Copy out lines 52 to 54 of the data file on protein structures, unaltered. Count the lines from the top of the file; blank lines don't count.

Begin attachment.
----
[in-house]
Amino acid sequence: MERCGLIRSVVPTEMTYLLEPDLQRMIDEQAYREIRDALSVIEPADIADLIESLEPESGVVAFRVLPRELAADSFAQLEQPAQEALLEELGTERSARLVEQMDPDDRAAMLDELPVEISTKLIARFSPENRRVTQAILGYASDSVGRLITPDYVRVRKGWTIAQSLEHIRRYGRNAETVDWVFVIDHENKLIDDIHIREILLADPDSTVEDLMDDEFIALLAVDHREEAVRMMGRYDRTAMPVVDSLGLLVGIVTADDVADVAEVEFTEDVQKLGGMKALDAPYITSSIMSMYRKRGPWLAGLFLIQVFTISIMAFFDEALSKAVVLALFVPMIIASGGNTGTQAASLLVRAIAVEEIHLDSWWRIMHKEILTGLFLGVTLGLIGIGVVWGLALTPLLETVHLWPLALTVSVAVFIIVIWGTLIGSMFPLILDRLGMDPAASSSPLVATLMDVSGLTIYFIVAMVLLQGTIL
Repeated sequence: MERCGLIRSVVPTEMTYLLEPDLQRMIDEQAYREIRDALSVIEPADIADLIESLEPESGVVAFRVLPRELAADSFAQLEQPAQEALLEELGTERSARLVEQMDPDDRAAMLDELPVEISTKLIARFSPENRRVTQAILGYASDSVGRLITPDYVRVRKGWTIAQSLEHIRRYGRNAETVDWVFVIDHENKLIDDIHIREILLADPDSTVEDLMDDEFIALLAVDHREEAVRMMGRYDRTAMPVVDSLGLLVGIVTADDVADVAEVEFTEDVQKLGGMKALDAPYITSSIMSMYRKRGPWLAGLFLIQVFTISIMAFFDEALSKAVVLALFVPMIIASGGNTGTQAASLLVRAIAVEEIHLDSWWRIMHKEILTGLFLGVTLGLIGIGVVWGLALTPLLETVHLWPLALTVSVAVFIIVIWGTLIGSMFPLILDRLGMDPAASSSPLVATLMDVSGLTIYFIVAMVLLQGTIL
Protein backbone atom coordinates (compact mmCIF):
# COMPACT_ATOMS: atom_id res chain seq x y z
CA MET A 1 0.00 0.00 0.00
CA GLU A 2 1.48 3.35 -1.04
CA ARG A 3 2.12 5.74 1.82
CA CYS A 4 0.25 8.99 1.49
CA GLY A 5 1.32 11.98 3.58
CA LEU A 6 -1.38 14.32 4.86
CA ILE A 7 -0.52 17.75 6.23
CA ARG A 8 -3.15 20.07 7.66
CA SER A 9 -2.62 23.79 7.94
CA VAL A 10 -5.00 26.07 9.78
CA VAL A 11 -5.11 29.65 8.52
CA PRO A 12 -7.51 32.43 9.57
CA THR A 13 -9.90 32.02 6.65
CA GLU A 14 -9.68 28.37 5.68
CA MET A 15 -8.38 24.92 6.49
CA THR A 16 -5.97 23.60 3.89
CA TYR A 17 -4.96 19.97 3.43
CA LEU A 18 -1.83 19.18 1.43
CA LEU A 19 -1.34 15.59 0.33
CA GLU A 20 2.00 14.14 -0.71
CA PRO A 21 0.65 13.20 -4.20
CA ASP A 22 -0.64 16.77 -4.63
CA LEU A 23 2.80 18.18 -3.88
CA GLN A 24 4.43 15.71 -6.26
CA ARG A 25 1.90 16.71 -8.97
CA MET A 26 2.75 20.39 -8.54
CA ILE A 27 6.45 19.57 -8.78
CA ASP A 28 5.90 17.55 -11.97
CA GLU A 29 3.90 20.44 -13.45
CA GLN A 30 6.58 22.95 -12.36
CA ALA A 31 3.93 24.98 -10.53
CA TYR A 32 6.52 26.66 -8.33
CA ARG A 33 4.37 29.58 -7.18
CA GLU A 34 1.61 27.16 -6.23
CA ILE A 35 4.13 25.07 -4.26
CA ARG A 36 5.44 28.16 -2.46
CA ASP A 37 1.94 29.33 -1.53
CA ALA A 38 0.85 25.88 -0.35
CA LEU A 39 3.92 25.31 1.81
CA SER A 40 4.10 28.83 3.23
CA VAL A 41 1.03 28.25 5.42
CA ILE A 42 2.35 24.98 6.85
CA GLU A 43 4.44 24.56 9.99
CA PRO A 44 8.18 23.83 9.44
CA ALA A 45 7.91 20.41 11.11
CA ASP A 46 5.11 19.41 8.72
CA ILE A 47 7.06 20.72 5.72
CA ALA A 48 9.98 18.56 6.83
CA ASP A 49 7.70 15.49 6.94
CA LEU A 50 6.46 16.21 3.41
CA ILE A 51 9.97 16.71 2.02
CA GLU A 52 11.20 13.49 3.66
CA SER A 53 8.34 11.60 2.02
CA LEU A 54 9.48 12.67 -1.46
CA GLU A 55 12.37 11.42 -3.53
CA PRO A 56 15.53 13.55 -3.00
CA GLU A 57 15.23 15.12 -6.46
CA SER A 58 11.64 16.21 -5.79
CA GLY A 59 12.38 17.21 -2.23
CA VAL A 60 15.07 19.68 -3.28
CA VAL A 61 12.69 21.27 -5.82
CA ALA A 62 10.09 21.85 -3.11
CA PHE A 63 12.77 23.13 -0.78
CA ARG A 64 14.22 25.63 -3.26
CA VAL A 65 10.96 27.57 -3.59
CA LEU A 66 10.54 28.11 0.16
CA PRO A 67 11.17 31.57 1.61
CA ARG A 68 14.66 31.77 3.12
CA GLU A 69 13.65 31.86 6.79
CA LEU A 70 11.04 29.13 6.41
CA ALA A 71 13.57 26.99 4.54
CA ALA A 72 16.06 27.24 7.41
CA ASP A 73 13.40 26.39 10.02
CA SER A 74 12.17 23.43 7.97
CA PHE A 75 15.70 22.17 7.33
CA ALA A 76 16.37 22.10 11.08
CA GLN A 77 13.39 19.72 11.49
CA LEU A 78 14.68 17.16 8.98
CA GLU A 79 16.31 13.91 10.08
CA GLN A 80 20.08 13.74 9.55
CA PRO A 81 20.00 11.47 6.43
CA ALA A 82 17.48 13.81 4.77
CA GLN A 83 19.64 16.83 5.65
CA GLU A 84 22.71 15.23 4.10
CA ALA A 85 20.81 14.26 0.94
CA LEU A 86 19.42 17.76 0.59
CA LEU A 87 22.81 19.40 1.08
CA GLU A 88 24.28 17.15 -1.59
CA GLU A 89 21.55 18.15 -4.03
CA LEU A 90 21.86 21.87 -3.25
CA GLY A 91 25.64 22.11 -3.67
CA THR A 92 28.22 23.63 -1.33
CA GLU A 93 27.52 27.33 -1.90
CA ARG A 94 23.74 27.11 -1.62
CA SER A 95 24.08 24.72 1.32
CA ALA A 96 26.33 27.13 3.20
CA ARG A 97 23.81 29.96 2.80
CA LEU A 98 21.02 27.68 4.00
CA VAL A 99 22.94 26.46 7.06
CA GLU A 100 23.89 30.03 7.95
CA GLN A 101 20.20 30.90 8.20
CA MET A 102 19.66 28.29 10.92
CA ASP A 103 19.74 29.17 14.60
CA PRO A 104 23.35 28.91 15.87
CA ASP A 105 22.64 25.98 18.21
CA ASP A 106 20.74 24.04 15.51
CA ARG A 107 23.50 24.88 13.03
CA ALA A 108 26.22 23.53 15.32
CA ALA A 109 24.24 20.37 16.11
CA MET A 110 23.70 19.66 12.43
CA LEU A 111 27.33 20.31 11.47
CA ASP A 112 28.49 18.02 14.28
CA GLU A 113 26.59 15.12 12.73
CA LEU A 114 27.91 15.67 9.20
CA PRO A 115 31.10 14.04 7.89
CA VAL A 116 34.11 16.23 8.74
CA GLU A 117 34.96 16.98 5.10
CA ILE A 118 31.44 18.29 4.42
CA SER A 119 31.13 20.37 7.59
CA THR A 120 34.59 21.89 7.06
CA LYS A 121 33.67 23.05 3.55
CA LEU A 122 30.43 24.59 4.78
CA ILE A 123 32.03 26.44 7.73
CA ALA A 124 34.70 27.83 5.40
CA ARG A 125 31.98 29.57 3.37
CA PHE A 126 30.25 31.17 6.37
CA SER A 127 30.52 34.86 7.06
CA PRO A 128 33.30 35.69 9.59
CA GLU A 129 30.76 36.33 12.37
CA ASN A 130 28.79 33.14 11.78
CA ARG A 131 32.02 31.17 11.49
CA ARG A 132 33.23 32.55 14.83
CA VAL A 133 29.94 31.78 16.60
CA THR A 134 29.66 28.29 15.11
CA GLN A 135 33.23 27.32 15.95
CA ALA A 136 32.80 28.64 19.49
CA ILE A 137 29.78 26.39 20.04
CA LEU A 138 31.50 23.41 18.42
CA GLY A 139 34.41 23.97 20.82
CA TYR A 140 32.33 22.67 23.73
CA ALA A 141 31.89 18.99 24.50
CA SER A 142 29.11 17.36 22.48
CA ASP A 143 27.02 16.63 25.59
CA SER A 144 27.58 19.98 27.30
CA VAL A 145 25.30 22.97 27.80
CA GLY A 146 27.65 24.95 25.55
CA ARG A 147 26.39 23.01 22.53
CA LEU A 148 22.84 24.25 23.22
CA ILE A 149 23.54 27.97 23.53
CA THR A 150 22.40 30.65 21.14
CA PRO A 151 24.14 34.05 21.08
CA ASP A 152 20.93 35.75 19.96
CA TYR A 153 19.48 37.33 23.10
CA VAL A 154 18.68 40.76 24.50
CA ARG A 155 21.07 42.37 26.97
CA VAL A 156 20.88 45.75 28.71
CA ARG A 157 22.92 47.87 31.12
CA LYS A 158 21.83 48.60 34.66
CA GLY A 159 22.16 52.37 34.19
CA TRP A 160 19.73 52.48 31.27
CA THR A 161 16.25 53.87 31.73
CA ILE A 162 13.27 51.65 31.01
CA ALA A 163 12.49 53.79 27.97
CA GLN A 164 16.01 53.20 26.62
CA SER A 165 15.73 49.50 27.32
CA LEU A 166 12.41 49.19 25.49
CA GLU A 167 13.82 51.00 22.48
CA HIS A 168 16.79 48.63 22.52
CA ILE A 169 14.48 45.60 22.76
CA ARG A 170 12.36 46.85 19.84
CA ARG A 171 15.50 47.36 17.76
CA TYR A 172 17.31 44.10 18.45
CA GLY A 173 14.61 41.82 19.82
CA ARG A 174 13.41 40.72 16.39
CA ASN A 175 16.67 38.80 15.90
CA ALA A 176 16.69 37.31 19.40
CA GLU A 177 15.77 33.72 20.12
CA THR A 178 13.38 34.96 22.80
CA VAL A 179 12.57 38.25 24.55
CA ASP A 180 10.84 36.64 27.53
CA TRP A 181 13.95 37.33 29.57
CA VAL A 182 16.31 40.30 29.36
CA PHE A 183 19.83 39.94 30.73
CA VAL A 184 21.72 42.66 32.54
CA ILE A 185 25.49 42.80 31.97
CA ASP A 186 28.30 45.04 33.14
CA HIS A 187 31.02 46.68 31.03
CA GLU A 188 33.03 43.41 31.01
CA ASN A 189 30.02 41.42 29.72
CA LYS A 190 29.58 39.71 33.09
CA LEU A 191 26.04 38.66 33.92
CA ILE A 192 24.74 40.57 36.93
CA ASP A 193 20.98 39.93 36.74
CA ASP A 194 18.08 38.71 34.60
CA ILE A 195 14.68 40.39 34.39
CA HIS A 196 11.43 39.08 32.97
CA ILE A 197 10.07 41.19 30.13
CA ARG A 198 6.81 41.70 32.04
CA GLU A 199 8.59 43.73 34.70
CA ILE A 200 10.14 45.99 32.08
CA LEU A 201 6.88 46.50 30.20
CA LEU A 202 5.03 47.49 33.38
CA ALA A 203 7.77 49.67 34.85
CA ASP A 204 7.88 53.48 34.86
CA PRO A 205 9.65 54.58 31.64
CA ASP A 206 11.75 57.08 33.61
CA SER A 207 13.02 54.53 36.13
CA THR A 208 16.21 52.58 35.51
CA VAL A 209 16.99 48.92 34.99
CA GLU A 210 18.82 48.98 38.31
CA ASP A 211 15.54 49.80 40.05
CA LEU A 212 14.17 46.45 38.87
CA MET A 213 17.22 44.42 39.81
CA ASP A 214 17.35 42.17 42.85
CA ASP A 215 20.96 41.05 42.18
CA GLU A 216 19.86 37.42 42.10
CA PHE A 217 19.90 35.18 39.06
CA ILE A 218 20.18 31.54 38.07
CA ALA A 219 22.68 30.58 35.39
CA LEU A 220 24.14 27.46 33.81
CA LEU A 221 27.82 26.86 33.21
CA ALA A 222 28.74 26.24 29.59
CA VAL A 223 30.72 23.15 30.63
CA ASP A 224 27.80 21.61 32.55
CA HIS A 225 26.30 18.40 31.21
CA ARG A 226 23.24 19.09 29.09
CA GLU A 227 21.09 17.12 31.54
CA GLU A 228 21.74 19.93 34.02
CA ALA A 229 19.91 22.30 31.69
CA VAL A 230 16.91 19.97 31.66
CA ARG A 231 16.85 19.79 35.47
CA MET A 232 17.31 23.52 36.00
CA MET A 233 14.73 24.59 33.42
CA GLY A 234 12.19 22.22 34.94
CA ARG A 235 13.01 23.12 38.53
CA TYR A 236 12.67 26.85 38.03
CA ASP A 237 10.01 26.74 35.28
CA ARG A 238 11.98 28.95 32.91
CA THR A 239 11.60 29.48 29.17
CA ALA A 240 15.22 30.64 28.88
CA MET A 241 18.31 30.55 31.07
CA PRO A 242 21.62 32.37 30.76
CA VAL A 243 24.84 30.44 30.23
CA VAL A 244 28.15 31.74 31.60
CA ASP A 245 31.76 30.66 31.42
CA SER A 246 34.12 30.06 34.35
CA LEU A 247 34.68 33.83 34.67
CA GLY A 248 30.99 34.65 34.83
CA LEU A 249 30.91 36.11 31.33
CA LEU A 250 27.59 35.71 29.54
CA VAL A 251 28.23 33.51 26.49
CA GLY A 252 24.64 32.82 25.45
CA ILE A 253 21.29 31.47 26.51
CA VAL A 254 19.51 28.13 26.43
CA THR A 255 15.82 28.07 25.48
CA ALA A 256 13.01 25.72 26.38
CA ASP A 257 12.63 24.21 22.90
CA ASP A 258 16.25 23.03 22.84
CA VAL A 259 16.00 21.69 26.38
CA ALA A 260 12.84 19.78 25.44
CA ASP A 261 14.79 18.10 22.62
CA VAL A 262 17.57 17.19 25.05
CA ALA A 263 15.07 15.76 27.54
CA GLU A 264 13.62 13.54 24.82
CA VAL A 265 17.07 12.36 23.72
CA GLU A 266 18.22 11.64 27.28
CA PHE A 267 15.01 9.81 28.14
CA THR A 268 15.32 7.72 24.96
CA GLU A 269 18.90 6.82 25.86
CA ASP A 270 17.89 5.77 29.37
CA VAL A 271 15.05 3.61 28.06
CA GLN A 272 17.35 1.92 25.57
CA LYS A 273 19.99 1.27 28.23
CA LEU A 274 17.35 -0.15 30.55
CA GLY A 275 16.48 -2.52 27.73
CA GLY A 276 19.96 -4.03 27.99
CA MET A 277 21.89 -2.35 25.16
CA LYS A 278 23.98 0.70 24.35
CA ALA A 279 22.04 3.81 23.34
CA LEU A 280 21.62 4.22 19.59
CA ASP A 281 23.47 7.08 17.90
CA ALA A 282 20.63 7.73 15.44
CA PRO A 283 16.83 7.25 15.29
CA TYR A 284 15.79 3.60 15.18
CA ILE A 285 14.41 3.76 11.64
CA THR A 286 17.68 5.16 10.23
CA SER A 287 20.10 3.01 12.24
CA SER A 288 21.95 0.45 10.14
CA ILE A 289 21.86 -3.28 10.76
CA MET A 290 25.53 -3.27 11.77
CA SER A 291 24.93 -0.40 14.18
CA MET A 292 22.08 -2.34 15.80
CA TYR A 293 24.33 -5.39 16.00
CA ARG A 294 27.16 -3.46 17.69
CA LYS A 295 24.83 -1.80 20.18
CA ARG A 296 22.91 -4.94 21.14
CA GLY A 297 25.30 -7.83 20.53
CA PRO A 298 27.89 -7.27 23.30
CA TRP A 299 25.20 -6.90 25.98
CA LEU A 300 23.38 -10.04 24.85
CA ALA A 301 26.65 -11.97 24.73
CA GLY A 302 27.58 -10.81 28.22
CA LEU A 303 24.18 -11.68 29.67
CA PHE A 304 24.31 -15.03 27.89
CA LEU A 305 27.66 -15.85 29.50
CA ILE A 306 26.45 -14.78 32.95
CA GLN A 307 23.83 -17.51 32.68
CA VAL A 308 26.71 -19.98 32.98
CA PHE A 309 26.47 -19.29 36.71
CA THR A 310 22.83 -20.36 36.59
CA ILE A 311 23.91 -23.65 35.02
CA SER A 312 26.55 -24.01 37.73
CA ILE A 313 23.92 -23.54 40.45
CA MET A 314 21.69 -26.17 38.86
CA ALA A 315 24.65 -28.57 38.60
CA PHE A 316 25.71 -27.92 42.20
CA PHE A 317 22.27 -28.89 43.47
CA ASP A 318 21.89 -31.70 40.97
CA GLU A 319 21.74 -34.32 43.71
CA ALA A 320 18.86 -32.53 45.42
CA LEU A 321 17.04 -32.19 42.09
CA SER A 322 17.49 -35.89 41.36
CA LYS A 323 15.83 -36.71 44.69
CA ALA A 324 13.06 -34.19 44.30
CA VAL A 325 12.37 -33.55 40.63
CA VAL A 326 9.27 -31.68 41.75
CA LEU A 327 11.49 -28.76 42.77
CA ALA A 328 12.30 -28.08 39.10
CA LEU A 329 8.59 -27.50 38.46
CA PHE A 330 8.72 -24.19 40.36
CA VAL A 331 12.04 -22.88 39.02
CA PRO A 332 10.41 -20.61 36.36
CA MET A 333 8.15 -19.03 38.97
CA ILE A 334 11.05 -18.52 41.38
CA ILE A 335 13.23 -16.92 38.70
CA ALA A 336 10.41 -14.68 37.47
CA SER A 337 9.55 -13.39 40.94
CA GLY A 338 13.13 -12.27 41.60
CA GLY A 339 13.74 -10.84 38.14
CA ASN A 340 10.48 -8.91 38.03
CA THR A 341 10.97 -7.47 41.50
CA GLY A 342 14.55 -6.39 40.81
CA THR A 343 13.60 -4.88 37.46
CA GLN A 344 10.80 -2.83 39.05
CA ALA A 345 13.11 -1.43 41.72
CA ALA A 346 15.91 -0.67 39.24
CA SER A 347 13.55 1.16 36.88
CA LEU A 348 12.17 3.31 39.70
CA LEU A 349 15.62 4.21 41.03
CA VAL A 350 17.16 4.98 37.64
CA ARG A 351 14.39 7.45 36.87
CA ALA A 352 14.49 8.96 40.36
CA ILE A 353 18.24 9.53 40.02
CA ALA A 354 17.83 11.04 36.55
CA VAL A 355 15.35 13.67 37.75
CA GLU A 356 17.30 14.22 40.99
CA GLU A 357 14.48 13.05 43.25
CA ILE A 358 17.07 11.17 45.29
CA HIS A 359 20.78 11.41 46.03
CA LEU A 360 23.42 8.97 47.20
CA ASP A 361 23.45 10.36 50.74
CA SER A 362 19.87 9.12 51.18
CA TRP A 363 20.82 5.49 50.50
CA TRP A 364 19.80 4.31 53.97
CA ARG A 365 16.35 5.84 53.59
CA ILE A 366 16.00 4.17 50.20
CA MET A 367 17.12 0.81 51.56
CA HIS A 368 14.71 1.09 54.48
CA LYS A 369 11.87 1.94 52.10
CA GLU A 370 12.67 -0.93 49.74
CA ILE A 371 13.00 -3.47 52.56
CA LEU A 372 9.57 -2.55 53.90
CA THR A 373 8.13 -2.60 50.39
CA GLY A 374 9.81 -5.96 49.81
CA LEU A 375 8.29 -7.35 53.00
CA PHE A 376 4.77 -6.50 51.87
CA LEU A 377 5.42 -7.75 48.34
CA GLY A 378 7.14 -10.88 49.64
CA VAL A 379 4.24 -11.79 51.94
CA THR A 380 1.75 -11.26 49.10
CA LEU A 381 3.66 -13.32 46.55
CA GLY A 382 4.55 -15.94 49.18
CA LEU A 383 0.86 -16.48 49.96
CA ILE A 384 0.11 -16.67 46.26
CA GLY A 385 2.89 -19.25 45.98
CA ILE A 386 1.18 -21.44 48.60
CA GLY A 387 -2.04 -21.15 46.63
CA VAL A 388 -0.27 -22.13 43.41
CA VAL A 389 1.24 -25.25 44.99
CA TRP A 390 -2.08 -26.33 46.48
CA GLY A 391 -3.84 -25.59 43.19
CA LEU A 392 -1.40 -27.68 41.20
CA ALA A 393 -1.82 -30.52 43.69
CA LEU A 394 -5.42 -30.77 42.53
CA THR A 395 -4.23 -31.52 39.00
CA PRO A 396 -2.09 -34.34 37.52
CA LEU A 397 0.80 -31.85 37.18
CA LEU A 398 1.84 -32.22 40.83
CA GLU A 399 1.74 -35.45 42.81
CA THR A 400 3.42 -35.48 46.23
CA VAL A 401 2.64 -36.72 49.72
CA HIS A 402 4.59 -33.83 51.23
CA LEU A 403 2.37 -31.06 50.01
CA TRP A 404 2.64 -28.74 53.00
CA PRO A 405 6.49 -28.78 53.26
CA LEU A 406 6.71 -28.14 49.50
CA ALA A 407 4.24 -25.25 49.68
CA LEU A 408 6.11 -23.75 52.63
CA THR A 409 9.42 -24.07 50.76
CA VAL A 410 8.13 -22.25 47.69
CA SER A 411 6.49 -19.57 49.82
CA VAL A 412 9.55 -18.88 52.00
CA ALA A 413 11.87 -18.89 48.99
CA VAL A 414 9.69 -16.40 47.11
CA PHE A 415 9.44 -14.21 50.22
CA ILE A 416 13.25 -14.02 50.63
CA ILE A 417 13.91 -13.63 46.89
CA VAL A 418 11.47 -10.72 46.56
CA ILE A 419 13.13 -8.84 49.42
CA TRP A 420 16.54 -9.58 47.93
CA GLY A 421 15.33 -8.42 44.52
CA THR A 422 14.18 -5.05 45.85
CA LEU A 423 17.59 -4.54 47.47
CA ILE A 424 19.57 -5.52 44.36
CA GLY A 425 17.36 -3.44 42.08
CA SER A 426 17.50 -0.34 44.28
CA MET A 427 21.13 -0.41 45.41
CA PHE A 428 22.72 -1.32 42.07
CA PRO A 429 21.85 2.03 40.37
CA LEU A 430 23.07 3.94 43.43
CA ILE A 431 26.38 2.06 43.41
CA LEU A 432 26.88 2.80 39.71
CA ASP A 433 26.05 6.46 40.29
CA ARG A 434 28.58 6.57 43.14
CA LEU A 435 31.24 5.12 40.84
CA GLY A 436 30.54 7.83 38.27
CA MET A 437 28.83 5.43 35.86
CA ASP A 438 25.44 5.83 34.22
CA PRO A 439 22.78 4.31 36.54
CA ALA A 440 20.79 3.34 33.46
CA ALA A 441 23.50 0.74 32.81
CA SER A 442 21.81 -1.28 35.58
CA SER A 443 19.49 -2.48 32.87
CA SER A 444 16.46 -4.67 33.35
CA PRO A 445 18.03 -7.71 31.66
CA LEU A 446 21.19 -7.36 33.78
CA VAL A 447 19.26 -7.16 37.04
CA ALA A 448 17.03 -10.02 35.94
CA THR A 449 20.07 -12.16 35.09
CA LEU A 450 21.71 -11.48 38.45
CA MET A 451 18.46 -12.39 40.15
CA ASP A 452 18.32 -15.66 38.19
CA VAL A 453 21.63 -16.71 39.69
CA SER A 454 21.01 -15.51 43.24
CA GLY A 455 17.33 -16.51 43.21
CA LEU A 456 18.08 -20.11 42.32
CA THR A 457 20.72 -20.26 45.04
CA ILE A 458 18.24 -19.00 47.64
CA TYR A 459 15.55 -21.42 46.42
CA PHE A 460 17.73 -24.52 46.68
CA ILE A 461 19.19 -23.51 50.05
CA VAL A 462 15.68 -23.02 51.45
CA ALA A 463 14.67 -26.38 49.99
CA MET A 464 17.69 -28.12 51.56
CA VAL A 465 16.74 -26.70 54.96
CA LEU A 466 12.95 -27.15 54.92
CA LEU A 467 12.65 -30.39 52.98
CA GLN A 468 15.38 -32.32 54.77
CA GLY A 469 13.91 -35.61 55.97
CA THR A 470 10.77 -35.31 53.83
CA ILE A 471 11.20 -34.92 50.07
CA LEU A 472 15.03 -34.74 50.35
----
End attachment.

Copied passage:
CA ILE A 47 7.06 20.72 5.72
CA ALA A 48 9.98 18.56 6.83
CA ASP A 49 7.70 15.49 6.94